With a shower of confetti, champagne toasts and tumbling dice, a new era of gambling began at 12:01 this morning in Cripple Creek.
At Bronco Billy's Casino, Ray Williams couldn't wait - he placed a lone chip on the craps table an hour ahead of time to save his place.
"We usually gamble in Las Vegas and down south," said Williams, of Colorado Springs. "It's kind of nice they have the tables up here now."
Colorado casinos are counting on those tables - with craps and roulette joining blackjack and poker - along with higher, $100 limits and 24-hour gambling to boost their fortunes. Once considered recession-proof, the gaming industry has been hit hard by the economic slowdown in the last year. It was hard to tell whether the players or the casino staff were more excited by the changes.
"The last four weeks (of preparations) has been intense," said Marc Murphy, co-general manager of Bronco Billy's. "I'm nervous, excited and exhausted."
Colorado voters made the changes possible by approving Amendment 50 last fall (with most of the new tax revenue going to the state's community college system). But the casinos had to wait until just past midnight July 2 before jumping in. David Minter, general manager of Johnny Nolon's Casino and a veteran of the Colorado gaming scene since just after gambling was introduced in 1991, said the wait has really been longer than that.
"Long time coming for some of us," he said. "We've probably talked about this for at least the last 10 years."
Cripple Creek wasn't overflowing at midnight, but the casinos were busy and far more crowded than they typically would be. It was a whole new day, even at midnight.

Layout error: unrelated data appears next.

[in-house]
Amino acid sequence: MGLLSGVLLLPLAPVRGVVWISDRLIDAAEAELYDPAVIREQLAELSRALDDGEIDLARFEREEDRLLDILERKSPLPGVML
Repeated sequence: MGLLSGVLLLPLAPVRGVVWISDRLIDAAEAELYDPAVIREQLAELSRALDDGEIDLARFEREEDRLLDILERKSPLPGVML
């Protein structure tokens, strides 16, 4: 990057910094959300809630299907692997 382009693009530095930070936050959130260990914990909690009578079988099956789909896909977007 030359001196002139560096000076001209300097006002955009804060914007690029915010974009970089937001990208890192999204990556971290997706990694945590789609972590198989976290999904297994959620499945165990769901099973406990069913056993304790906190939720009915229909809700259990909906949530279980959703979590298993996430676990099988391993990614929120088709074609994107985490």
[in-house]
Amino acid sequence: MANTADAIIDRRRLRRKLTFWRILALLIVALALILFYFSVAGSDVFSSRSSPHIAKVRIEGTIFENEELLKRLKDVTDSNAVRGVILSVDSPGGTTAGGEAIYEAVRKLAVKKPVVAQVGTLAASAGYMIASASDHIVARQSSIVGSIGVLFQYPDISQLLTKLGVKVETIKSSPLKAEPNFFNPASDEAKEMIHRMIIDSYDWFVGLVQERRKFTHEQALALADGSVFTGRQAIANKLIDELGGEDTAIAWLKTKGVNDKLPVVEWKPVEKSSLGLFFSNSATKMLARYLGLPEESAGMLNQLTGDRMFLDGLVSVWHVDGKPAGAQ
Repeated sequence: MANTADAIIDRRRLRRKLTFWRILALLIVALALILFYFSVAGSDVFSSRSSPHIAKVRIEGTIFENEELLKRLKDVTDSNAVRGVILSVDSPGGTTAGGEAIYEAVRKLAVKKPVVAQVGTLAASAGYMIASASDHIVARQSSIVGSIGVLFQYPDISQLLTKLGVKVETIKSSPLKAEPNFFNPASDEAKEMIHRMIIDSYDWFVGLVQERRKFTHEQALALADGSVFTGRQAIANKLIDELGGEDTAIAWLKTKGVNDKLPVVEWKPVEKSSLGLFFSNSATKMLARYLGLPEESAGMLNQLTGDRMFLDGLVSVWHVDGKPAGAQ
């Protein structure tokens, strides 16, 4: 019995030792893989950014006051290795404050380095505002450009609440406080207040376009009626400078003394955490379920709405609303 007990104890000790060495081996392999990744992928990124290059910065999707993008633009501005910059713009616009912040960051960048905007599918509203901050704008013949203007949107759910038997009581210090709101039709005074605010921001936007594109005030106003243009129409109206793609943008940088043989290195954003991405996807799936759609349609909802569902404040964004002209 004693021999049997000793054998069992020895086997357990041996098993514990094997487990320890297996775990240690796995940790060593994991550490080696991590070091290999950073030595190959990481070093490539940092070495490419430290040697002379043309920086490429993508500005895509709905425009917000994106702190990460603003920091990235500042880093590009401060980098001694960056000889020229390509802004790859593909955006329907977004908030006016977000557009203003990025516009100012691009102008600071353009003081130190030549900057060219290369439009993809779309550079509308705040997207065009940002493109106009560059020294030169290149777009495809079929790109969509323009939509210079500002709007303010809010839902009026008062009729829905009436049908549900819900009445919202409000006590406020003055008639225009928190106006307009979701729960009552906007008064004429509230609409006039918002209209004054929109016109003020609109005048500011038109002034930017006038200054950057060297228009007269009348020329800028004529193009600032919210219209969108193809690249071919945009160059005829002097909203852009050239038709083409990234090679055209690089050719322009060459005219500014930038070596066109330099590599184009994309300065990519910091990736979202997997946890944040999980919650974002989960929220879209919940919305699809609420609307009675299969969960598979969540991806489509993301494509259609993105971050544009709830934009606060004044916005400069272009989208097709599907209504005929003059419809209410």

"We opened this morning and we won't close again," said Kevin Werner, general manager of the Wildwood Casino.
Many gamblers came just to take part in the event.
"I'm going to be sitting at a table and I'm going to be one of the first to play roulette in Colorado," said Steve Schallert of Florissant. "We go out to Vegas once a year to play roulette, and now we can go around the corner."
Jake Christensen, a craps dealer at the Wildwood, was bouncing at his table waiting for the stroke of midnight.
"I'm so pumped for this," he said. "I hope it's packed in here. If it's packed, it's going to be a lot of fun."
A few minutes later, the table was indeed packed with a cheering throng of bettors.
One night, of course, is not going to make or break the new gaming regime. Casinos are counting on the changes to make Cripple Creek more of a destination, like a miniature Las Vegas.
Bob Sturges, CEO of the Houston, Texas-based Nevada Gold company, which owns the Colorado Grande Casino, made the trip to check out the Grande's new table games addition. He stood outside on Bennett Avenue just before midnight, admiring the lights of the casinos.
"We really feel it's going to take some time to ramp up for us, but we'll be patient," he said. "It should draw from a wider audience and get different people up here."
Amid all the hubbub elsewhere, one casino quietly locked its doors at midnight. The Imperial Casino Hotel had yet to install an upgraded security system required by the Colorado Division of Gaming, Cripple Creek officials said. The casino was supposed to reopen later in the week.